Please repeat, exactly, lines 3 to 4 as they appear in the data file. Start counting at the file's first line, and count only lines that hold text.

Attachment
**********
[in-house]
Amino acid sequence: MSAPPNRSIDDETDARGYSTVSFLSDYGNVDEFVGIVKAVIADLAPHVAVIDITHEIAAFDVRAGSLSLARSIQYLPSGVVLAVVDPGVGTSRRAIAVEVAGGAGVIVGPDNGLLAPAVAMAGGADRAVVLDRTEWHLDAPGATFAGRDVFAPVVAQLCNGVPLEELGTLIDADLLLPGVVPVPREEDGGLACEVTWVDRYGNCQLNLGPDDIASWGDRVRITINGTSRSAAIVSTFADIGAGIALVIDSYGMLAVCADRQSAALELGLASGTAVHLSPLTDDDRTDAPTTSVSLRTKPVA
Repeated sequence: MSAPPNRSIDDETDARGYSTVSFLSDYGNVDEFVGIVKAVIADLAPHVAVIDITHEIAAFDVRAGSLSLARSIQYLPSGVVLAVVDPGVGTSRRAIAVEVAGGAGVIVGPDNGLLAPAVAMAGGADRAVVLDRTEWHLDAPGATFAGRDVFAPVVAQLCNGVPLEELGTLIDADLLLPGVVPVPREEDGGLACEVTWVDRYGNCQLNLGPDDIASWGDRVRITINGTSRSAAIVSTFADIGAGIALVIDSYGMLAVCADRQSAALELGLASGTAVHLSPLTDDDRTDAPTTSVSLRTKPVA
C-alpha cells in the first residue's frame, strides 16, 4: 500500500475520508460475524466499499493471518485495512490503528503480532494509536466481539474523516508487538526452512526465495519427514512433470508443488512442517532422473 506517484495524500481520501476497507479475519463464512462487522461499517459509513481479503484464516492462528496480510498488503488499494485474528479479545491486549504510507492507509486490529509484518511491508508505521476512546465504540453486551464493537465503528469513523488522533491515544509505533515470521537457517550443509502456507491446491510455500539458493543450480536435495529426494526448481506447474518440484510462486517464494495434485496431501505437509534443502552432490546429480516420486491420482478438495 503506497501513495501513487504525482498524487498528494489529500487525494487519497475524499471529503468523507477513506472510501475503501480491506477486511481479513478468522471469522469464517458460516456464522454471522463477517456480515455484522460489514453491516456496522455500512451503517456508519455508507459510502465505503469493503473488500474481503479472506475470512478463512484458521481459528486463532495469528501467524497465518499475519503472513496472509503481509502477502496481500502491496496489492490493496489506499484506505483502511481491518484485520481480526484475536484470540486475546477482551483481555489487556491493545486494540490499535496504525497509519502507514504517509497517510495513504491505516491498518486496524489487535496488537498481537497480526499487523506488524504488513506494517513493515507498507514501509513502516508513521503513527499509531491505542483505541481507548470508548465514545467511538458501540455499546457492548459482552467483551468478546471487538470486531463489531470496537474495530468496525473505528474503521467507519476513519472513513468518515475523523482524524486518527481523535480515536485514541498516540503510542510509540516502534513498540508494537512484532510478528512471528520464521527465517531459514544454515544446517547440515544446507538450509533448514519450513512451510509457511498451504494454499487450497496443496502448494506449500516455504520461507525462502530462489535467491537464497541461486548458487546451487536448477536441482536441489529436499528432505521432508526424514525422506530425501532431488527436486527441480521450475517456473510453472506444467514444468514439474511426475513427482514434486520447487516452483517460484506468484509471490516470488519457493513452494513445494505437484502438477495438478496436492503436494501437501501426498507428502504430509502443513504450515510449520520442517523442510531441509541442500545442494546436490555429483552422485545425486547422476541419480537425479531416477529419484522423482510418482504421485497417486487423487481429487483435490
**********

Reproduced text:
Repeated sequence: MSAPPNRSIDDETDARGYSTVSFLSDYGNVDEFVGIVKAVIADLAPHVAVIDITHEIAAFDVRAGSLSLARSIQYLPSGVVLAVVDPGVGTSRRAIAVEVAGGAGVIVGPDNGLLAPAVAMAGGADRAVVLDRTEWHLDAPGATFAGRDVFAPVVAQLCNGVPLEELGTLIDADLLLPGVVPVPREEDGGLACEVTWVDRYGNCQLNLGPDDIASWGDRVRITINGTSRSAAIVSTFADIGAGIALVIDSYGMLAVCADRQSAALELGLASGTAVHLSPLTDDDRTDAPTTSVSLRTKPVA
C-alpha cells in the first residue's frame, strides 16, 4: 500500500475520508460475524466499499493471518485495512490503528503480532494509536466481539474523516508487538526452512526465495519427514512433470508443488512442517532422473 506517484495524500481520501476497507479475519463464512462487522461499517459509513481479503484464516492462528496480510498488503488499494485474528479479545491486549504510507492507509486490529509484518511491508508505521476512546465504540453486551464493537465503528469513523488522533491515544509505533515470521537457517550443509502456507491446491510455500539458493543450480536435495529426494526448481506447474518440484510462486517464494495434485496431501505437509534443502552432490546429480516420486491420482478438495 503506497501513495501513487504525482498524487498528494489529500487525494487519497475524499471529503468523507477513506472510501475503501480491506477486511481479513478468522471469522469464517458460516456464522454471522463477517456480515455484522460489514453491516456496522455500512451503517456508519455508507459510502465505503469493503473488500474481503479472506475470512478463512484458521481459528486463532495469528501467524497465518499475519503472513496472509503481509502477502496481500502491496496489492490493496489506499484506505483502511481491518484485520481480526484475536484470540486475546477482551483481555489487556491493545486494540490499535496504525497509519502507514504517509497517510495513504491505516491498518486496524489487535496488537498481537497480526499487523506488524504488513506494517513493515507498507514501509513502516508513521503513527499509531491505542483505541481507548470508548465514545467511538458501540455499546457492548459482552467483551468478546471487538470486531463489531470496537474495530468496525473505528474503521467507519476513519472513513468518515475523523482524524486518527481523535480515536485514541498516540503510542510509540516502534513498540508494537512484532510478528512471528520464521527465517531459514544454515544446517547440515544446507538450509533448514519450513512451510509457511498451504494454499487450497496443496502448494506449500516455504520461507525462502530462489535467491537464497541461486548458487546451487536448477536441482536441489529436499528432505521432508526424514525422506530425501532431488527436486527441480521450475517456473510453472506444467514444468514439474511426475513427482514434486520447487516452483517460484506468484509471490516470488519457493513452494513445494505437484502438477495438478496436492503436494501437501501426498507428502504430509502443513504450515510449520520442517523442510531441509541442500545442494546436490555429483552422485545425486547422476541419480537425479531416477529419484522423482510418482504421485497417486487423487481429487483435490